NEW YORK (Reuters) – A series of earnings reports are due in the coming weeks to test the recent rally in technology stocks and other megacap stocks. Technology stocks and other mega-cap stocks are a category whose leading position in the U.S. market has been shaken after last year’s big sell-off.
The tech-heavy Nasdaq 100 Index (.NDX) is up more than 3% in 2023, twice as much as the S&P 500 (.SPX). Shares of mega-cap companies in non-tech sectors such as telecom services and consumer goods soared, including Amazon (AMZN.O), Meta Platforms (META.O) and Nvidia (NVDA.O) doubling. bottom. – The percentage of digits increases.
Several factors are driving its outperformance, including being piled on stocks that investors believe have been overly punished in 2022.
But now the focus has shifted to whether these companies can weather a widely anticipated recession while maintaining valuations that some investors consider too high.
Recently Apple (AAPL.O) and Microsoft (MSFT.O).
Tech and growth stocks have led the U.S. stock market for years since the 2008 financial crisis, aided by near-zero interest rates. Markets across the board struggled last year as the Federal Reserve hiked interest rates to combat rapid inflation. The Nasdaq 100 is down his 33% in 2022, while the S&P 500 is down his 19.4%.
Apple, Microsoft, Alphabet (GOOGL.O), Amazon, Meta and Tesla (TSLA.O), the top six stocks by market capitalization in the second half of 2021, saw their overall weight in the S&P 500 drop from 25% to 18%. . According to Strategas Research Partners.
This dynamic reflects the pattern seen after the market dotcom bubble burst at the turn of the century. According to Strategas, the top six stocks’ share of the S&P 500 at that time fell from 17% at its peak to 5%.
“This leadership dissolution will be measured in years, not months or quarters,” said Chris Verone, head of technical and macro research at Strategas.
The companies that make up more than half of the S&P 500’s market cap will see results in the next two weeks, including Microsoft, the second-largest US company by market cap, on Tuesday, Elon Musk’s Tesla and IBM (IBM.N) on Wednesday, and Intel. I plan to report it. (INTC.O) Thursday. Apple, the largest US company by market capitalization, and Google’s parent company, Alphabet, report next week.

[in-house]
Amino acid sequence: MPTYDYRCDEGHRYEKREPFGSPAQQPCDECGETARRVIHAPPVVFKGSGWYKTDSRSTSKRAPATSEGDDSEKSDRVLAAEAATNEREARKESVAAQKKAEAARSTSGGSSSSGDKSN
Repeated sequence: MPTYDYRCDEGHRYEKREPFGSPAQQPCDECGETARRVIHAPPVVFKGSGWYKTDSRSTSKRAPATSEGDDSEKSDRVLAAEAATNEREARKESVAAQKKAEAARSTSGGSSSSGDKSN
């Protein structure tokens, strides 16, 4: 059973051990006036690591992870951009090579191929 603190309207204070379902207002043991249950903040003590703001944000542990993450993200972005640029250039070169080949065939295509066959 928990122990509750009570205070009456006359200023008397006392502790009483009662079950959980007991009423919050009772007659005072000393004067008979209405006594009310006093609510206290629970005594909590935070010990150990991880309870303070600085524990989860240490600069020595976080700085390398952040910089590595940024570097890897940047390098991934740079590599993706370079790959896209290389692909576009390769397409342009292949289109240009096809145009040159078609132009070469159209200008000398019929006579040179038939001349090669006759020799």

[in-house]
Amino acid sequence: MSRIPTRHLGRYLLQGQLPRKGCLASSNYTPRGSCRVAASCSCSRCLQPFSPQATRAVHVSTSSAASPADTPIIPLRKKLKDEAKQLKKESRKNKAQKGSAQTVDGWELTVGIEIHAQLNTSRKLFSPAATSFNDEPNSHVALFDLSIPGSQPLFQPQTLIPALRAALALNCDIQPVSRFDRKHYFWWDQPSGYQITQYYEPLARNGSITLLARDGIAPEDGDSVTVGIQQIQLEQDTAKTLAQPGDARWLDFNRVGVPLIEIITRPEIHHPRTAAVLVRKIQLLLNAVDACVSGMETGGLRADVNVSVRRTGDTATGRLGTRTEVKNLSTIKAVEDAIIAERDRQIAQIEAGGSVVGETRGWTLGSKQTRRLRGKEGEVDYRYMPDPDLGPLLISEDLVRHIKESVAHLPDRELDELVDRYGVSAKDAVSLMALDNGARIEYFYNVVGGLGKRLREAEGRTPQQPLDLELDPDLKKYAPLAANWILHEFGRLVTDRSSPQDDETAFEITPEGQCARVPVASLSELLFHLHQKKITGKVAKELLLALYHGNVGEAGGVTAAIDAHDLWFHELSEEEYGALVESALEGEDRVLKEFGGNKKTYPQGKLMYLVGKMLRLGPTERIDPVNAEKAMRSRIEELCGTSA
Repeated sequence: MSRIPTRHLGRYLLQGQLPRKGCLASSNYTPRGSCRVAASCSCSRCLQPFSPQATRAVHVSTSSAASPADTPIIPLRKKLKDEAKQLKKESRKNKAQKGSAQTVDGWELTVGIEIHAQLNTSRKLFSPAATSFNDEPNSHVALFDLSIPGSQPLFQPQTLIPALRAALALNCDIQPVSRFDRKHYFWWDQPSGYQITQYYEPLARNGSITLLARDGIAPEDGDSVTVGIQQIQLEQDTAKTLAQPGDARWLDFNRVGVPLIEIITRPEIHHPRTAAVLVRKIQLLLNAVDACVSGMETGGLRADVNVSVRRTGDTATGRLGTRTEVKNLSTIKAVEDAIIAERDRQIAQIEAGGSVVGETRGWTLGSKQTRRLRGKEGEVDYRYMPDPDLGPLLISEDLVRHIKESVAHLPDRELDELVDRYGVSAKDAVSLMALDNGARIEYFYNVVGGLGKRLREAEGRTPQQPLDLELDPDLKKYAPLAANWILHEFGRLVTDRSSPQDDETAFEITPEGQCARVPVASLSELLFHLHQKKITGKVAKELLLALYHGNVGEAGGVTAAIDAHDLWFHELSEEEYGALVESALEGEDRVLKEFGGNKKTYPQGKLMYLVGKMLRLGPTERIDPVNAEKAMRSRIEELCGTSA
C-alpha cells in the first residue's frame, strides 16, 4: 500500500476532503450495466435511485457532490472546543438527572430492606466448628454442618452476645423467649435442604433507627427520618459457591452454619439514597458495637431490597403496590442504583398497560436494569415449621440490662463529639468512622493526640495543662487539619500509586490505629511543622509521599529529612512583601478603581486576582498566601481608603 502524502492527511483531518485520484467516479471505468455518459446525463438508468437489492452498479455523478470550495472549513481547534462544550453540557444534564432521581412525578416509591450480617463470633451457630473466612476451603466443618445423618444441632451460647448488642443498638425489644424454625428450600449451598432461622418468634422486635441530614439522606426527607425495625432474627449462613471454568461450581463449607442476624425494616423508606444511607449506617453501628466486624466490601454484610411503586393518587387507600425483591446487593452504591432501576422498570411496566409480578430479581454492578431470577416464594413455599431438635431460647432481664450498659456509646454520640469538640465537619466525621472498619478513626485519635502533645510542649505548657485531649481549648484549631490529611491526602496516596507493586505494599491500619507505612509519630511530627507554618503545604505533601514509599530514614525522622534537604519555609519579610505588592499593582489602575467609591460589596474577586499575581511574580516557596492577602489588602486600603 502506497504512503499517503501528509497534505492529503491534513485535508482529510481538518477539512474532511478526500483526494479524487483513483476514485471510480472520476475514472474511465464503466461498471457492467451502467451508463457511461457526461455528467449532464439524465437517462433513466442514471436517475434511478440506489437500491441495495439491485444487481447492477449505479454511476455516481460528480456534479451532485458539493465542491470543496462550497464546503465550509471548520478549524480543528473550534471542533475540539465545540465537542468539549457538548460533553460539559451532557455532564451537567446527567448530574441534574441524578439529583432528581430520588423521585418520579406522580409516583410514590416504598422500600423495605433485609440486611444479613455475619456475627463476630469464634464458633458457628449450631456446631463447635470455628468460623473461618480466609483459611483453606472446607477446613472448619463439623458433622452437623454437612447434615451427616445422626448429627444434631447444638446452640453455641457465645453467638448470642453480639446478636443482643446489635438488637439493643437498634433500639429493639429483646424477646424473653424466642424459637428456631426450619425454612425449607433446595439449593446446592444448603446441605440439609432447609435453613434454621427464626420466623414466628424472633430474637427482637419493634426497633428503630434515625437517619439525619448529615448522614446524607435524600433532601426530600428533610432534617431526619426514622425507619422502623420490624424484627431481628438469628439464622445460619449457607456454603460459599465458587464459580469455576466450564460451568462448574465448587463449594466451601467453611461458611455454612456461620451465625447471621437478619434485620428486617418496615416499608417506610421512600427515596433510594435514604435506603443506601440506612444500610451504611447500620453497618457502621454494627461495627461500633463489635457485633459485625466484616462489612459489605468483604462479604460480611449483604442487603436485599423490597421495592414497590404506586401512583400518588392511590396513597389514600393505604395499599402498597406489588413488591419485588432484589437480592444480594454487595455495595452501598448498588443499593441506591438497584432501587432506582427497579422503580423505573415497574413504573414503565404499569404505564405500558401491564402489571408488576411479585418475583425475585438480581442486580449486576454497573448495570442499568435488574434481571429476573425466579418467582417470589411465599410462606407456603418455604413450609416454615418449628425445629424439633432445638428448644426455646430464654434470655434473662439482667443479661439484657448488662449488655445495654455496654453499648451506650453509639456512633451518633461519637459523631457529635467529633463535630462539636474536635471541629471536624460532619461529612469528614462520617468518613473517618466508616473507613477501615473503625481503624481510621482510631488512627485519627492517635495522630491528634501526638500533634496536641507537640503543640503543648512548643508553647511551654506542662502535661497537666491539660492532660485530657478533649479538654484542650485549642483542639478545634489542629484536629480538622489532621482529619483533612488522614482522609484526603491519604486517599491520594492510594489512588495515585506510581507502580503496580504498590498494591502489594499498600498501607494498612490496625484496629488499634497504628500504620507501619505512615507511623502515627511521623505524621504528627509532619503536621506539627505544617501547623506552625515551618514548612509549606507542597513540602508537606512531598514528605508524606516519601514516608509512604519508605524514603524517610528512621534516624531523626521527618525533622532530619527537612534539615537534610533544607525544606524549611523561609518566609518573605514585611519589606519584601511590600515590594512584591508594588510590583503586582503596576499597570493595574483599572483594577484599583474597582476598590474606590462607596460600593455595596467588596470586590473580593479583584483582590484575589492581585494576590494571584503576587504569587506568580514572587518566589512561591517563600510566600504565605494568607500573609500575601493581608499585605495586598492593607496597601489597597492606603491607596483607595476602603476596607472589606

According to Refinitiv IBES, the technology sector’s fourth-quarter earnings are expected to decline 9.1% year-over-year, compared to a 2.8% decline in overall S&P 500 earnings.
A key question for many once-growth mega-cap companies is whether they can significantly increase revenues and profits while cutting costs in the face of a possible recession.
Alphabet (GOOGL.O) said Friday it will cut about 12,000 jobs, or 6% of its workforce. On Wednesday, Microsoft announced it would cut 10,000 of her jobs, and Amazon began notifying employees of her 18,000 job cuts.
“If you can show control over spending while at least maintaining reasonable growth, that could be the biggest positive,” said Rick Meckler, a partner at Cherry Lane Investments in New Vernon, New Jersey. said. “It’s a difficult balancing act.”
Tech and mega-cap valuations have moderated after last year’s sell-off, but still outperform broader market valuations. The tech sector in the S&P 500 is above its 7% average over the past decade and still trades at a premium of around 19% to the broader index, according to Refinitiv datastream.
Despite this, some investors are reluctant to bet on tech stocks.
The Wells Fargo Investment Institute lists technology as one of the favored sectors in the United States.
The firm is anticipating a recession and believes many tech companies are operating in a resilient way to economic uncertainty, said Samir Samana, senior global market strategist at the firm.
“It’s too important and too weighty not to participate,” Samana said. “But the years of handily outperforming the S&P are probably past.
Reported by Louis Krauskopf. Edited by Ira Iosebashvili and John Stonestreet
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